Phil Woosnam, a Welsh professional soccer player who became the commissioner of the North American Soccer League in 1969 and held that post until 1983, helping to increase the sport's profile in the United States, died July 19 in Marietta, Ga. He was 80.
The cause was advanced prostate cancer and Alzheimer's disease, said his wife, Ruth.
A physics and mathematics teacher who played amateur soccer with a number of teams in Wales and England before turning pro in 1958, Mr. Woosnam moved to the United States in 1966, lured by the promise of a new start in soccer in a country largely lukewarm to the world's game. He was hired as the coach of the Atlanta Chiefs of the fledgling NASL, but could not resist a chance to get back on the field; in 1967, he scored the first goal in the first soccer game in Atlanta's Fulton County Stadium.
He was named the league's coach of the year in 1968. That same year, he also coached the U.S. national team.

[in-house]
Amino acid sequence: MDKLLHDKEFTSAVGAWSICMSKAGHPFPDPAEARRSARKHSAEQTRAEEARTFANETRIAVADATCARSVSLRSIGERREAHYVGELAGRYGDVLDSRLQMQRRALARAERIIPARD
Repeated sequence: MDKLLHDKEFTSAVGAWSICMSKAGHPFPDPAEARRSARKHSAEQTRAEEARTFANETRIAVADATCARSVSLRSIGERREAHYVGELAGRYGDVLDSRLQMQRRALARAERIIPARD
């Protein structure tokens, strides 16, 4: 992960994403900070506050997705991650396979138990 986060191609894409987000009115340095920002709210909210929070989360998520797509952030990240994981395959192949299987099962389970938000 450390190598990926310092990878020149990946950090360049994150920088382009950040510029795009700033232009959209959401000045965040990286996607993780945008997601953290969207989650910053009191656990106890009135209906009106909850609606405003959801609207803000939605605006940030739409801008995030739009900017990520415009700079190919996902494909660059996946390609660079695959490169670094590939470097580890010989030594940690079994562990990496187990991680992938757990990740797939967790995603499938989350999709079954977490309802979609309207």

He became the commissioner of the league in 1969, when it had only five teams, and presided over its growth to 24 teams across the U.S. and Canada in 1980.
"Phil was one of the pioneers of professional soccer in North America," Don Garber, the commissioner of Major League Soccer, said on the league's website. "When we started MLS, Phil was always willing to share with us his time and his experiences with the NASL."
Mixing his passion for soccer with a flair for marketing and promotion, the affable Mr. Woosnam helped to attract well-heeled owners to the NASL: Warner Communications owned the New York Cosmos; Elton John was part owner of the Los Angeles Aztecs; and rock stars Peter Frampton, Rick Wakeman and Paul Simon were part owners of the Philadelphia Fury.
On the field, Mr. Woosnam was the smiling face of the NASL as it gained attention and a spell of success, attracting stars like Pele, Franz Beckenbauer, Johan Cruyff and Giorgio Chinaglia.
But overexpansion and bad business decisions, from the league's offices in New York City and among the clubs, led to a slow decline. In a vote of league owners, Mr. Woosnam was removed as the commissioner in 1983, replaced by Howard Samuels, a businessman and former chairman of the Democratic Party. The league folded after the 1984 season.
Despite the league's ultimate failure -- caused by its top-down approach, some said -- it planted the seeds of soccer's growth in the United States, which led to the country's hosting the 1994 World Cup and to the growth of MLS, which began play in 1996 and will have 20 teams spread across North America by 2015.